BTW, in my "day job" I dusted off and set up a 5890/5971 as an overflow instrument for the main 7820/5975 last week. This particular instrument had been out of service since 2010 if the logbook is to be believed. I've never worked with this particular configuration 5890-it has an EPC which is both a bit of a headache but is also quite nice since you can set flow rates directly(provided you've input the column parameters, either in Chemstation or via the front panel) and it will also hold the flow rate through a temperature program. Of course I'm use to doing this on the 7820, but I didn't realize that 5890s could be configured with this. I have to admit to it being a bit weird to work with a 5890 that doesn't have a head pressure gauge on the front!

In any case, I know that the 5971 definitely has its weakness, but the past few weeks have made me really appreciate just how good of a mass spec it is. I kind of had to piece this one together using a foreline and roughing pump from a dead Saturn 2000, but it pumped right down once I'd powered it on. Chemstation reported the pumpdown complete within about 10 minutes of starting the pumpdown cycle(I couldn't check the pressure since the gauge controller has disappeared in the last 9 years), and the only real issue within a few minutes of it pumping down was a lot of noise at 502. The cal gas vial did need to be refilled(the Saturn with its huge cal vial came to the rescue on that again), and it wouldn't autotune that day but did the next morning. I've run ~30 samples on it since pumping it down on Tuesday afternoon, and it all looks good.

I do wish that the 5971 had something other than the transfer line heater, but that's my chief complaint on it. I occasionally need to ionize at something other than 70 EV, but at the same time I've seen grad students figure out how to change it on the 5975 without actually understanding what they were doing and end up getting crazy results. Consequently, having one MS where I can do it and another where it's not even available is a nice compromise to me.
We had the very first 5971 in the state. HP engineer set it up in a few hours to its 5890, gave us a 15 minute how-to and said to try it. I said: "wait a minute, what's that thing?" It was a mouse, the first I'd ever seen; computer used Windows 286, the computer was a 386.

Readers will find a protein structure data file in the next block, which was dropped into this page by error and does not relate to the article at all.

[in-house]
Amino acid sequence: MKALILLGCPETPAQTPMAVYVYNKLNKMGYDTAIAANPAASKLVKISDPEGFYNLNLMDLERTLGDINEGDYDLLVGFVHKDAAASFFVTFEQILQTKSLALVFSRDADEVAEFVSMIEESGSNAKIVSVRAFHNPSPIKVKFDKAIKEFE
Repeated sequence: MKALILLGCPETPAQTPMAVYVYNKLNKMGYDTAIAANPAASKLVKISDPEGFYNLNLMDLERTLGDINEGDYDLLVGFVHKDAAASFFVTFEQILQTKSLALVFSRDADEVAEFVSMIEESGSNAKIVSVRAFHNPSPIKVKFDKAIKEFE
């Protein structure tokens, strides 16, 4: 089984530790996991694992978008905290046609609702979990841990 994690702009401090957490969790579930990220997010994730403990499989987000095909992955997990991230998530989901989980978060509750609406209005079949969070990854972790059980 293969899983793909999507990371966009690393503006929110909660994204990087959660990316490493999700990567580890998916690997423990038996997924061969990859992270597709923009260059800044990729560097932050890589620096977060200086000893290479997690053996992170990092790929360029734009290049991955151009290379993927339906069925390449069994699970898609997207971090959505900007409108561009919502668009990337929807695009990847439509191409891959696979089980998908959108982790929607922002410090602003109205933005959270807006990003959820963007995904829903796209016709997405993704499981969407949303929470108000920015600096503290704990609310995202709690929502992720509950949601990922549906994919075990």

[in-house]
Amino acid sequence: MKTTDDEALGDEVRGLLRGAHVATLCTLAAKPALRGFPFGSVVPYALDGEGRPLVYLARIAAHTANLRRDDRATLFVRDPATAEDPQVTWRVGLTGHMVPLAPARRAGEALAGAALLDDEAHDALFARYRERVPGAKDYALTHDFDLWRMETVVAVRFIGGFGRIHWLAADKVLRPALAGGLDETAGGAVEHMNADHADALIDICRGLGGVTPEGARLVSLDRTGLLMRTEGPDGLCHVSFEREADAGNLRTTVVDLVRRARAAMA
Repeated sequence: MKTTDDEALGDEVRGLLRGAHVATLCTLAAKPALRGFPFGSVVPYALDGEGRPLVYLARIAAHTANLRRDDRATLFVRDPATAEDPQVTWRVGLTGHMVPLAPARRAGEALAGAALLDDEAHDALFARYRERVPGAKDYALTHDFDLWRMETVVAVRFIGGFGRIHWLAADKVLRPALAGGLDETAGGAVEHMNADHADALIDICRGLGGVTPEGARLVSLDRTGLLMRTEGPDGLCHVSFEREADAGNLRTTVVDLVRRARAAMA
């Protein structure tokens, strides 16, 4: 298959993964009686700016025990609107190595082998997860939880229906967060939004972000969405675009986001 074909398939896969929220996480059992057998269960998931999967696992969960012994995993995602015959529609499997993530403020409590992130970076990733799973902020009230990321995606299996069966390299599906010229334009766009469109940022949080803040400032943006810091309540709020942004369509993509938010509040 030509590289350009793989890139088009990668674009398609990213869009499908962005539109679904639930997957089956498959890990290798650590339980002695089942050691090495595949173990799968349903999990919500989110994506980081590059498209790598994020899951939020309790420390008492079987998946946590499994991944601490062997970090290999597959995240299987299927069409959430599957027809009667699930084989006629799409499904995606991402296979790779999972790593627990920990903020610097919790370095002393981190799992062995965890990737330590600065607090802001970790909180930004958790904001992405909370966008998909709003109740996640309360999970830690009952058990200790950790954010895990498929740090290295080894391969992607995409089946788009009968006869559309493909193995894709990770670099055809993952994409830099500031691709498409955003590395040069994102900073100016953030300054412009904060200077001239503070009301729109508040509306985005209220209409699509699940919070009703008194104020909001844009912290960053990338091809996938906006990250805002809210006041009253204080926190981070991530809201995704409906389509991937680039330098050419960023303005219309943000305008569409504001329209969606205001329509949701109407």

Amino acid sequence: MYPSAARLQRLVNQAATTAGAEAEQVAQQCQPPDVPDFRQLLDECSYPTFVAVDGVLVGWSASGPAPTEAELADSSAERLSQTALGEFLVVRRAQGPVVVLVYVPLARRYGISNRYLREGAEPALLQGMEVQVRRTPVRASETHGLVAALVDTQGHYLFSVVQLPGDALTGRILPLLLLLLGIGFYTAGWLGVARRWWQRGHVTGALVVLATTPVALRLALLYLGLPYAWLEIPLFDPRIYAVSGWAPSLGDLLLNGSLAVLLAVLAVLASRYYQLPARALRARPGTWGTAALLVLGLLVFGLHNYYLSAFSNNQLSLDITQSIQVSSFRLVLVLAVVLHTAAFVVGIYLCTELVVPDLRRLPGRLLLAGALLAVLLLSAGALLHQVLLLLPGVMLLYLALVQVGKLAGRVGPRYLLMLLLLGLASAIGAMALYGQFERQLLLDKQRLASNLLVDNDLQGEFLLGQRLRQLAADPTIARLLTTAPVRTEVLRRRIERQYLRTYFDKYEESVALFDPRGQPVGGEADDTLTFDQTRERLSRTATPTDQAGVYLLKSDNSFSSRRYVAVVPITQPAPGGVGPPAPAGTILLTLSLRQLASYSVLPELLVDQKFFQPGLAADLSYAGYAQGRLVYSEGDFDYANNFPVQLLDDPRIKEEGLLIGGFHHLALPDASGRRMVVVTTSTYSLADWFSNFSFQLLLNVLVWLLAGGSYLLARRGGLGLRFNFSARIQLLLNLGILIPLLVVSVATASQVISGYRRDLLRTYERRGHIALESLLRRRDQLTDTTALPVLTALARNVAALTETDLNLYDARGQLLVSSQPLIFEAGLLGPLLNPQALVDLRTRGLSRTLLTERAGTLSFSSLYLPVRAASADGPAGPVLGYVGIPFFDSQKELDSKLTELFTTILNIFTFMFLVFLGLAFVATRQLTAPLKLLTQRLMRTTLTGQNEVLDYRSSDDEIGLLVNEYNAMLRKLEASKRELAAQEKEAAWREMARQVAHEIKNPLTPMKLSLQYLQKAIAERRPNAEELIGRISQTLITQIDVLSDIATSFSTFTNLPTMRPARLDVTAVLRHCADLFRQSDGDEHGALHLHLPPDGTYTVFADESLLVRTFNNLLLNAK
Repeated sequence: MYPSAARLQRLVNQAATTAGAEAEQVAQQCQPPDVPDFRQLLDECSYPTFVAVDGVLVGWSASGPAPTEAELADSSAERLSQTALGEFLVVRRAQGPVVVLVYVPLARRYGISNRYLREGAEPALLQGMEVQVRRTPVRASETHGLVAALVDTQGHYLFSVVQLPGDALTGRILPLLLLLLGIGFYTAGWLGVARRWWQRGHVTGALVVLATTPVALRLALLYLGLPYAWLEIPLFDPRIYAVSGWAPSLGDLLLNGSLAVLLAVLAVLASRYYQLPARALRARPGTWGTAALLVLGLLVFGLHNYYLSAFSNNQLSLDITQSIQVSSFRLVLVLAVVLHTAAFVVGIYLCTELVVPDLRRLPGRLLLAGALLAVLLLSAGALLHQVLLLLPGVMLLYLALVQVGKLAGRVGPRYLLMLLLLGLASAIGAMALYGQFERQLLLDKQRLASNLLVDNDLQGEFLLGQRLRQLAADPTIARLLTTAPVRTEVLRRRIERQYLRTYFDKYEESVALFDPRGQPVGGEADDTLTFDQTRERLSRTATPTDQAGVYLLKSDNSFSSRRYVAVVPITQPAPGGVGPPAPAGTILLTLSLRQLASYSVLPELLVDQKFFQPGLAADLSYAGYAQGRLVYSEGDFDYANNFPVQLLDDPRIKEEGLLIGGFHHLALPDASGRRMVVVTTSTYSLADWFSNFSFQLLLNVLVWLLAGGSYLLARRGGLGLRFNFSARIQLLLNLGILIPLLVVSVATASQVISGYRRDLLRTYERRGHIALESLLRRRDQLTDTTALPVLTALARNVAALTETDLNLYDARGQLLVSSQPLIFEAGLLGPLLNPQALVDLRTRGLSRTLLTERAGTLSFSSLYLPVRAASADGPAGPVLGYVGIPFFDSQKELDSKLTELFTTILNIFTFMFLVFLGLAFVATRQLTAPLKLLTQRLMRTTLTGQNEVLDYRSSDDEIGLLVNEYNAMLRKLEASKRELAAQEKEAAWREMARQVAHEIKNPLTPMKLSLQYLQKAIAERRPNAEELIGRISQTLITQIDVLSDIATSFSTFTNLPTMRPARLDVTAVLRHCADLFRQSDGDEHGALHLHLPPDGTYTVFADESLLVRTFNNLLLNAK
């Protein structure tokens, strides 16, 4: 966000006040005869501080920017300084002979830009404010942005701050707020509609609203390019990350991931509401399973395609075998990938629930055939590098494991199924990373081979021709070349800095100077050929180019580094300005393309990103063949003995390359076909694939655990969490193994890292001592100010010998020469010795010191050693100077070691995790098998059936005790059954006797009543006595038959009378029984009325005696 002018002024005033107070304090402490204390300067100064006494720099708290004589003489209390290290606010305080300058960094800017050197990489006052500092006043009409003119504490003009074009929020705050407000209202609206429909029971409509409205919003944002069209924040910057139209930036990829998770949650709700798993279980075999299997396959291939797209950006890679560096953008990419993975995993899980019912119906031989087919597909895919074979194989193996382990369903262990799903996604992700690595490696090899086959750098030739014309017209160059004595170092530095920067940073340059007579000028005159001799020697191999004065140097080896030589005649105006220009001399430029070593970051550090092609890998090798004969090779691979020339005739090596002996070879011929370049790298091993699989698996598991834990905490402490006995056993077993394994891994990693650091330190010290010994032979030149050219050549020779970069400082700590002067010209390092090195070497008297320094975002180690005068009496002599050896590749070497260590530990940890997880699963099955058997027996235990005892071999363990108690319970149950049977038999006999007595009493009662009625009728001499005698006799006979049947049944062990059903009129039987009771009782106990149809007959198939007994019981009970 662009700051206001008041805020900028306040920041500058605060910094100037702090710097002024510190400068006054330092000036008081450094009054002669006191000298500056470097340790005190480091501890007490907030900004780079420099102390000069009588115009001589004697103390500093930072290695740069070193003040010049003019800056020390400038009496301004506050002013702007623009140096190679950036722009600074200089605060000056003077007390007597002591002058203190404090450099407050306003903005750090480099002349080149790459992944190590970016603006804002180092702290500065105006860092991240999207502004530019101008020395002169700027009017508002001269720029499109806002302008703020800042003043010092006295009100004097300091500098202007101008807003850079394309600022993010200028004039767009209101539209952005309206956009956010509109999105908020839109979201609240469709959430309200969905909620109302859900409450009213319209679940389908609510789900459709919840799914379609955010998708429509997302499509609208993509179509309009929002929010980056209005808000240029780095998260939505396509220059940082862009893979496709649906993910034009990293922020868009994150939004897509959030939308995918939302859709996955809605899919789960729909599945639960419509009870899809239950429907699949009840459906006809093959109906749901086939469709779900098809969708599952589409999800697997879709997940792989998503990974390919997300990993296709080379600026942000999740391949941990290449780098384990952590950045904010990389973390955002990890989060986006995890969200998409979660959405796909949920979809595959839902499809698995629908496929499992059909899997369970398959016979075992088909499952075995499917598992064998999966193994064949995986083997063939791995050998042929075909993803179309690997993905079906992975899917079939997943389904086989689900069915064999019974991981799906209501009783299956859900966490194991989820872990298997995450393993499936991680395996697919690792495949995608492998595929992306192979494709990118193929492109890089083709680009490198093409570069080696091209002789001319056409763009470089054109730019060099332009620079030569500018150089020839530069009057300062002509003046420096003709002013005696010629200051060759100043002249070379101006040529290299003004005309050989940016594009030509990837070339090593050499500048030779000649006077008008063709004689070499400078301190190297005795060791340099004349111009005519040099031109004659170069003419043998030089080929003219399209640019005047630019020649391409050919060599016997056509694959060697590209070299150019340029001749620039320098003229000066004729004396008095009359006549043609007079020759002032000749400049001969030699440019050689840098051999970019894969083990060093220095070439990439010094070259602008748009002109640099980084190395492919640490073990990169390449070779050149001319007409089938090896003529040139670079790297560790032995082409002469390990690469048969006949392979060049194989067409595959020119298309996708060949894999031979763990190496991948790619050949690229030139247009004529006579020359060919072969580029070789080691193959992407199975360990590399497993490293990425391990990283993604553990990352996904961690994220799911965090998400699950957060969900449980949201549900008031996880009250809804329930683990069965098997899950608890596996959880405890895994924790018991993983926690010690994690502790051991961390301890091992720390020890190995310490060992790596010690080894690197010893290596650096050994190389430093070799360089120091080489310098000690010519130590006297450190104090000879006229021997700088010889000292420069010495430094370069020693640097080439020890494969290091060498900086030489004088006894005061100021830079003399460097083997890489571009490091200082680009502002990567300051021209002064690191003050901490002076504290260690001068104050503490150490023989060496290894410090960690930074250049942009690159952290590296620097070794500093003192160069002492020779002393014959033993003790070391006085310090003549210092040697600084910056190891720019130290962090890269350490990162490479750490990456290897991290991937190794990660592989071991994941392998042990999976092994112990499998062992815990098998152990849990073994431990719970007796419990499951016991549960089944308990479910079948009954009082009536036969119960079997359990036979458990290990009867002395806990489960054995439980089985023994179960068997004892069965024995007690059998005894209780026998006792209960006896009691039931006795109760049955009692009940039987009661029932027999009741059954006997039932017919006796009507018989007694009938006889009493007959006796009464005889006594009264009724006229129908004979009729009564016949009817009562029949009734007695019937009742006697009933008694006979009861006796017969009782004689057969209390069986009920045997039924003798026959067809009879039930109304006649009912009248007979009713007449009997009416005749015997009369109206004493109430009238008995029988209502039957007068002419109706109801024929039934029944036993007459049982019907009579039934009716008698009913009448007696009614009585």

Ben - I think there was an oven actuator in the parts box I'd sent.
KM-USA wrote:
Ben - I think there was an oven actuator in the parts box I'd sent.


There was-both a complete flap assembly attached to an actuator, and a new/never used actuator itself. They will come in very handy!
benhutcherson wrote:
In any case, I know that the 5971 definitely has its weakness, but the past few weeks have made me really appreciate just how good of a mass spec it is. I kind of had to piece this one together using a foreline and roughing pump from a dead Saturn 2000, but it pumped right down once I'd powered it on. Chemstation reported the pumpdown complete within about 10 minutes of starting the pumpdown cycle(I couldn't check the pressure since the gauge controller has disappeared in the last 9 years), and the only real issue within a few minutes of it pumping down was a lot of noise at 502. The cal gas vial did need to be refilled(the Saturn with its huge cal vial came to the rescue on that again), and it wouldn't autotune that day but did the next morning. I've run ~30 samples on it since pumping it down on Tuesday afternoon, and it all looks good.

I do wish that the 5971 had something other than the transfer line heater, but that's my chief complaint on it. I occasionally need to ionize at something other than 70 EV, but at the same time I've seen grad students figure out how to change it on the 5975 without actually understanding what they were doing and end up getting crazy results. Consequently, having one MS where I can do it and another where it's not even available is a nice compromise to me.
You can use the 59864B gauge controller from the 5973 and the short triode tube is a perfect fit for the 5971.

I've had the same thoughts about the EV because of buying some SISweb ytttria coated Y-Re filaments. They work fine for small peaks but oversaturate too easily on large peaks. The extra flexibility of the 5973 compensates somewhat.